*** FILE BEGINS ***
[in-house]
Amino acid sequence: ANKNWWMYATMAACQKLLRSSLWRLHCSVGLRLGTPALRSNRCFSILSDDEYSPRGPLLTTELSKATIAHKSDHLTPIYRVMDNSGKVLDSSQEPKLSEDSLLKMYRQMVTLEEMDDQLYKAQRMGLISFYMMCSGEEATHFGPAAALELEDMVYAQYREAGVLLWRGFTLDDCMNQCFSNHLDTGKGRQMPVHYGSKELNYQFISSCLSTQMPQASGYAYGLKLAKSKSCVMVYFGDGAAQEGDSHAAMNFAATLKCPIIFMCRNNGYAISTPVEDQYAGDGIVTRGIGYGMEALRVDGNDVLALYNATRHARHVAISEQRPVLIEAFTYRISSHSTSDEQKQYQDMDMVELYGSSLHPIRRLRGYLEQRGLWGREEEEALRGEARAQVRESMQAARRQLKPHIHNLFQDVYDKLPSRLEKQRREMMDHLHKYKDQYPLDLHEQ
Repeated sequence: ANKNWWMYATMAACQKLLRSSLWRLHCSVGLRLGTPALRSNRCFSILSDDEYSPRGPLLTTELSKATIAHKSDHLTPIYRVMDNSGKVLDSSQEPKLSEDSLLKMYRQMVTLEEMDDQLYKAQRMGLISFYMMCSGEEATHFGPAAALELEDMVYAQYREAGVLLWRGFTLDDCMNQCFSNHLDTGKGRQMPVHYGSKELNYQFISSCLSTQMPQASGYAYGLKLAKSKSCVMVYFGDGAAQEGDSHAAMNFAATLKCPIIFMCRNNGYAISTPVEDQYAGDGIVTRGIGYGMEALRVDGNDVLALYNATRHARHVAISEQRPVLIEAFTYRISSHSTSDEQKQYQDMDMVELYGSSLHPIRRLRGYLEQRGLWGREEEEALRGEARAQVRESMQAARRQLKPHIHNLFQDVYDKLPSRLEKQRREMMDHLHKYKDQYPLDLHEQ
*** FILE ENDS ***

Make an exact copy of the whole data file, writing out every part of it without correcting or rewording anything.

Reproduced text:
[in-house]
Amino acid sequence: ANKNWWMYATMAACQKLLRSSLWRLHCSVGLRLGTPALRSNRCFSILSDDEYSPRGPLLTTELSKATIAHKSDHLTPIYRVMDNSGKVLDSSQEPKLSEDSLLKMYRQMVTLEEMDDQLYKAQRMGLISFYMMCSGEEATHFGPAAALELEDMVYAQYREAGVLLWRGFTLDDCMNQCFSNHLDTGKGRQMPVHYGSKELNYQFISSCLSTQMPQASGYAYGLKLAKSKSCVMVYFGDGAAQEGDSHAAMNFAATLKCPIIFMCRNNGYAISTPVEDQYAGDGIVTRGIGYGMEALRVDGNDVLALYNATRHARHVAISEQRPVLIEAFTYRISSHSTSDEQKQYQDMDMVELYGSSLHPIRRLRGYLEQRGLWGREEEEALRGEARAQVRESMQAARRQLKPHIHNLFQDVYDKLPSRLEKQRREMMDHLHKYKDQYPLDLHEQ
Repeated sequence: ANKNWWMYATMAACQKLLRSSLWRLHCSVGLRLGTPALRSNRCFSILSDDEYSPRGPLLTTELSKATIAHKSDHLTPIYRVMDNSGKVLDSSQEPKLSEDSLLKMYRQMVTLEEMDDQLYKAQRMGLISFYMMCSGEEATHFGPAAALELEDMVYAQYREAGVLLWRGFTLDDCMNQCFSNHLDTGKGRQMPVHYGSKELNYQFISSCLSTQMPQASGYAYGLKLAKSKSCVMVYFGDGAAQEGDSHAAMNFAATLKCPIIFMCRNNGYAISTPVEDQYAGDGIVTRGIGYGMEALRVDGNDVLALYNATRHARHVAISEQRPVLIEAFTYRISSHSTSDEQKQYQDMDMVELYGSSLHPIRRLRGYLEQRGLWGREEEEALRGEARAQVRESMQAARRQLKPHIHNLFQDVYDKLPSRLEKQRREMMDHLHKYKDQYPLDLHEQ